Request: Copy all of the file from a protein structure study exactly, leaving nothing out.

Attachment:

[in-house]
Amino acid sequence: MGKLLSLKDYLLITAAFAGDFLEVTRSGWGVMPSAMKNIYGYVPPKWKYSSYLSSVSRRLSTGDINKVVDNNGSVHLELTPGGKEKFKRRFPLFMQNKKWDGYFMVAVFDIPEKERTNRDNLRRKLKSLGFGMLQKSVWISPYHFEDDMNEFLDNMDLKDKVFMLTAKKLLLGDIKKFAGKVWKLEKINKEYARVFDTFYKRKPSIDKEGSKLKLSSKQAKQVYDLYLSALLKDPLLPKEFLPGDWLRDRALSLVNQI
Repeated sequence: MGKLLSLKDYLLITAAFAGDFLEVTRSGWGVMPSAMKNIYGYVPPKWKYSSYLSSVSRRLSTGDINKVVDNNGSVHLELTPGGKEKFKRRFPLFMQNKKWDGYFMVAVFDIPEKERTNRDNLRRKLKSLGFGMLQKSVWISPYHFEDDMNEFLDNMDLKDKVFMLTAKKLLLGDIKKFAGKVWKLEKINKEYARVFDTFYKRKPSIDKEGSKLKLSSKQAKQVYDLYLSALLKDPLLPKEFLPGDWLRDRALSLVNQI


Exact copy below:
[in-house]
Amino acid sequence: MGKLLSLKDYLLITAAFAGDFLEVTRSGWGVMPSAMKNIYGYVPPKWKYSSYLSSVSRRLSTGDINKVVDNNGSVHLELTPGGKEKFKRRFPLFMQNKKWDGYFMVAVFDIPEKERTNRDNLRRKLKSLGFGMLQKSVWISPYHFEDDMNEFLDNMDLKDKVFMLTAKKLLLGDIKKFAGKVWKLEKINKEYARVFDTFYKRKPSIDKEGSKLKLSSKQAKQVYDLYLSALLKDPLLPKEFLPGDWLRDRALSLVNQI
Repeated sequence: MGKLLSLKDYLLITAAFAGDFLEVTRSGWGVMPSAMKNIYGYVPPKWKYSSYLSSVSRRLSTGDINKVVDNNGSVHLELTPGGKEKFKRRFPLFMQNKKWDGYFMVAVFDIPEKERTNRDNLRRKLKSLGFGMLQKSVWISPYHFEDDMNEFLDNMDLKDKVFMLTAKKLLLGDIKKFAGKVWKLEKINKEYARVFDTFYKRKPSIDKEGSKLKLSSKQAKQVYDLYLSALLKDPLLPKEFLPGDWLRDRALSLVNQI